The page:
For the purposes of 10k training, I will try to do the loop 2x in a row at least once a week. Starting... well, when I finally can do it once without wanting to fall down.
Side note: Lake Placid has to be one of the most animal-friendly villages in the Adirondacks - seriously, there are even several pet-friendly lodging options! You will encounter lots of furry friends on this walk, so please remember you to keep your dogs leashed and be sure to clean up after them — there are plenty of garbage pails along the way.
3. Henry's Woods
(aka a fast walk or jog, work-your-butt-off kinda day)
Okay. Henry's Woods is my favorite outdoor 2-3x/week workout. The route we take is just about 3 miles, however it's nothing like the beautifully flat lake loop. There is an incline that gets your heart pumping (no matter which direction you choose), and plenty of dips and curves to keep you on your toes while confusing your muscles. While it takes us longer to do this loop, you can definitely feel the results in all kinds of random places.
I usually take this trail on my lunch break while Oliver is in school. Yes, I feel somewhat guilty, but there are so many cool discoveries to be found in this Adirondack wonderland, he gets distracted and goes slower than on the other trails. I mean, where else can you find a tree with a face (and other features), a Bridge To Nowhere, and random benches made of tree roots? Not to mention, while the path is wide and very well maintained, it is a wooded trail and the darkness falls a bit sooner than on the other two routes.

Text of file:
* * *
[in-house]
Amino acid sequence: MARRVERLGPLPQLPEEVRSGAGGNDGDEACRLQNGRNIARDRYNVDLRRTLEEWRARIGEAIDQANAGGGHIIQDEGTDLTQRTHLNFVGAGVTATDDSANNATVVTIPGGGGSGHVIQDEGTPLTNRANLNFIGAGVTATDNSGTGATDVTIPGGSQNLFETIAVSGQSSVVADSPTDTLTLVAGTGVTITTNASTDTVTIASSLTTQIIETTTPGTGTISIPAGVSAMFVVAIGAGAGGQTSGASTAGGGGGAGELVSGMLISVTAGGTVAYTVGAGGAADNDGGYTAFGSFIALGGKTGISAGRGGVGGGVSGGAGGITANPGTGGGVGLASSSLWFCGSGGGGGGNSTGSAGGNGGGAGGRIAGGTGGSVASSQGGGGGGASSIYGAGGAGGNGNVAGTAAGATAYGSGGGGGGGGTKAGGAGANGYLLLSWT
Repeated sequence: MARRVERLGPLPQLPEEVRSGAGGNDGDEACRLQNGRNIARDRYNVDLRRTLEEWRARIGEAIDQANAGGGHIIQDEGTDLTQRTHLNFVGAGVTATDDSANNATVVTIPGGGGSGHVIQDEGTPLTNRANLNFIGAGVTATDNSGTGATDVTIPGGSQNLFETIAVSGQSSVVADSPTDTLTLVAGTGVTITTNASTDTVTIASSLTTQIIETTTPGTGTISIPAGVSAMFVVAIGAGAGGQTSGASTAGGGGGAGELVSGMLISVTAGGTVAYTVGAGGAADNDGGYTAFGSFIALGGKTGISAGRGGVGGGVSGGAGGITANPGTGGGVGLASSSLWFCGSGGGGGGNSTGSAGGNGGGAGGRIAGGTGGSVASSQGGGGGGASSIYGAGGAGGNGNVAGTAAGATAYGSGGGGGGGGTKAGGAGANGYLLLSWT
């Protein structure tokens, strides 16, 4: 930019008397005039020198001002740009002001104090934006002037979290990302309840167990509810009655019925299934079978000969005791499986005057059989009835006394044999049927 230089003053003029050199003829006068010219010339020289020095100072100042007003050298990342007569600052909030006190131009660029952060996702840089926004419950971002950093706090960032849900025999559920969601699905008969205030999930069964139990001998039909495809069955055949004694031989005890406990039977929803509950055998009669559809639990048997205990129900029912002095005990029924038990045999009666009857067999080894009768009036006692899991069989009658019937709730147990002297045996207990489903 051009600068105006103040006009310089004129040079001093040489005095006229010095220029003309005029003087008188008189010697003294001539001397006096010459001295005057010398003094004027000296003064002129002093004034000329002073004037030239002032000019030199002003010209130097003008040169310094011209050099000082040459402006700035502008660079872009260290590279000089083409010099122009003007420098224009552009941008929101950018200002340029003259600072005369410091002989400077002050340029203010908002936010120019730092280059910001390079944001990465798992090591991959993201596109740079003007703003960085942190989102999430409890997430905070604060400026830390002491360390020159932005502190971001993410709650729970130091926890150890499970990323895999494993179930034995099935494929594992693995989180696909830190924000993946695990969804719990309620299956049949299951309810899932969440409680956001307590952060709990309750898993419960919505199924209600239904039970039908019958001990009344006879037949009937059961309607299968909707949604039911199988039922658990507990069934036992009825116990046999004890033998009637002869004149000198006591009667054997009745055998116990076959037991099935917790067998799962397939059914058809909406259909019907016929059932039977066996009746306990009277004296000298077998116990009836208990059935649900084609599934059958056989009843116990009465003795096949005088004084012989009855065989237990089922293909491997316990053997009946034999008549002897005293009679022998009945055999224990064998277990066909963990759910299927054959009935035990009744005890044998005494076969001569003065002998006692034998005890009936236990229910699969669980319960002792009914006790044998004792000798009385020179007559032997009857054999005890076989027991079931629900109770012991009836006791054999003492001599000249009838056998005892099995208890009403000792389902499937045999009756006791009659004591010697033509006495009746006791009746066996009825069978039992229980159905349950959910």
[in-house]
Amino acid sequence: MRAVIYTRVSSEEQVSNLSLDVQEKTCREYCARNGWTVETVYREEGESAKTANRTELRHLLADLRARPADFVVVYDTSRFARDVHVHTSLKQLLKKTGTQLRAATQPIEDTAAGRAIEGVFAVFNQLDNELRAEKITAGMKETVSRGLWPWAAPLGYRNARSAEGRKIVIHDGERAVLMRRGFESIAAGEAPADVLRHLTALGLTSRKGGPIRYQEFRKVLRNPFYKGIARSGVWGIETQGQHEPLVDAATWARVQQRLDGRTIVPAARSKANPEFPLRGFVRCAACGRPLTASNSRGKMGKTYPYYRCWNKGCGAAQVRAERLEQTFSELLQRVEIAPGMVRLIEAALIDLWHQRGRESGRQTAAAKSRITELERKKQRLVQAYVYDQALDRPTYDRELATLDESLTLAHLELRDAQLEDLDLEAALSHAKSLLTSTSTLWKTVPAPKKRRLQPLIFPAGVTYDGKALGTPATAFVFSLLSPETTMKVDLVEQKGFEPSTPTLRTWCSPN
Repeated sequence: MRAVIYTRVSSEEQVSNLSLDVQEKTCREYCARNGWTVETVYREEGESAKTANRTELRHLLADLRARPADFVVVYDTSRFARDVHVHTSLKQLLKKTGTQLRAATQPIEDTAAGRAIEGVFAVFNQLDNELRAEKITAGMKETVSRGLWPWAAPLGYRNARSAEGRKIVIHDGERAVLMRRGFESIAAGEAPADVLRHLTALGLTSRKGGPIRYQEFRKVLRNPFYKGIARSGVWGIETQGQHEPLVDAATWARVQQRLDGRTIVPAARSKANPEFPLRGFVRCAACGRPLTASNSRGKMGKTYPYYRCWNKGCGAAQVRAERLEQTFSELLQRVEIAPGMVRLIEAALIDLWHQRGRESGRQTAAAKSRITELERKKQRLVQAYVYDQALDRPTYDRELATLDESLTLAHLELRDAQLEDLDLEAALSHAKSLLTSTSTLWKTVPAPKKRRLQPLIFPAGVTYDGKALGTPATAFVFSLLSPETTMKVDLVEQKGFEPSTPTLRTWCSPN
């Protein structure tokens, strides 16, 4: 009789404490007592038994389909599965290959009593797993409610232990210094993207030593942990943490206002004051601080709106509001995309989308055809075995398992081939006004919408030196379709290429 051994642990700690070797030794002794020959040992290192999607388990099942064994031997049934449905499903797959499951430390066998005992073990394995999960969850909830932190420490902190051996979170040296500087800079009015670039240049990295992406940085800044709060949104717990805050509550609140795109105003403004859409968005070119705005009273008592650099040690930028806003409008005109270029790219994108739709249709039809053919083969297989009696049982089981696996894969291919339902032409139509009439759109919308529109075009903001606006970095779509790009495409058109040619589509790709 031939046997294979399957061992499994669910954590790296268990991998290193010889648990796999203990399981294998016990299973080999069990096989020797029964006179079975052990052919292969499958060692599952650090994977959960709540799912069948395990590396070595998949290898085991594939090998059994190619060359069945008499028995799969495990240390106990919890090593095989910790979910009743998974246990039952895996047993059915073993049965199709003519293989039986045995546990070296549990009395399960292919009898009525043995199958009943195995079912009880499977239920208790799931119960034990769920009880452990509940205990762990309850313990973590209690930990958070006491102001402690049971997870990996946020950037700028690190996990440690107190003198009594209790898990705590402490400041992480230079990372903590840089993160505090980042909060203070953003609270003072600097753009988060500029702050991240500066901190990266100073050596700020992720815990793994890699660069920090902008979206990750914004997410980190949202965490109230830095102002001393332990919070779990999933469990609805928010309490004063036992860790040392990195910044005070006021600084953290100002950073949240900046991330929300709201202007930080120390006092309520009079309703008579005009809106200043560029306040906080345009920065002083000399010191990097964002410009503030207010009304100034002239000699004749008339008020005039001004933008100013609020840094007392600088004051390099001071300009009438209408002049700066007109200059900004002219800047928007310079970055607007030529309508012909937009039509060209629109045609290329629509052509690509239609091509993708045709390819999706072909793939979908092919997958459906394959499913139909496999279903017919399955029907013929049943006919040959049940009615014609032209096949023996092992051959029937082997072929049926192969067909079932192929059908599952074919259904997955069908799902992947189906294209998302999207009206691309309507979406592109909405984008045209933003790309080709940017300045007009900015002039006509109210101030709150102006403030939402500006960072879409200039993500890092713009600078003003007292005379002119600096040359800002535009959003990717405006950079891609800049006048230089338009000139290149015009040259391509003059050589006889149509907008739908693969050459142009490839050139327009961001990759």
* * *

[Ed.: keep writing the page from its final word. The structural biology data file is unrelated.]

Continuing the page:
Side note: Henry's Woods is popular year-round — although no matter the amount of vehicles in the lot, it strangely always feels fairly quiet and secluded. However, on any given day you will probably encounter a few hikers or xctry-skiers, bikers (mountain bike & fat tire), and dogs. Again, we love friendly dogs, and they are often unleashed on this trail — as long as they are well behaved and under their owner's control!
For my official training, I am going to try to knock this route down to 51-52 minutes. I know many people can probably do it quicker, and that it might seem like a long time for a mere 3 miles, but for the life of me I have never hiked it in under 55 minutes. So, that's my goal. What do you think, can this old mom do it?
5k today? Sure, why not!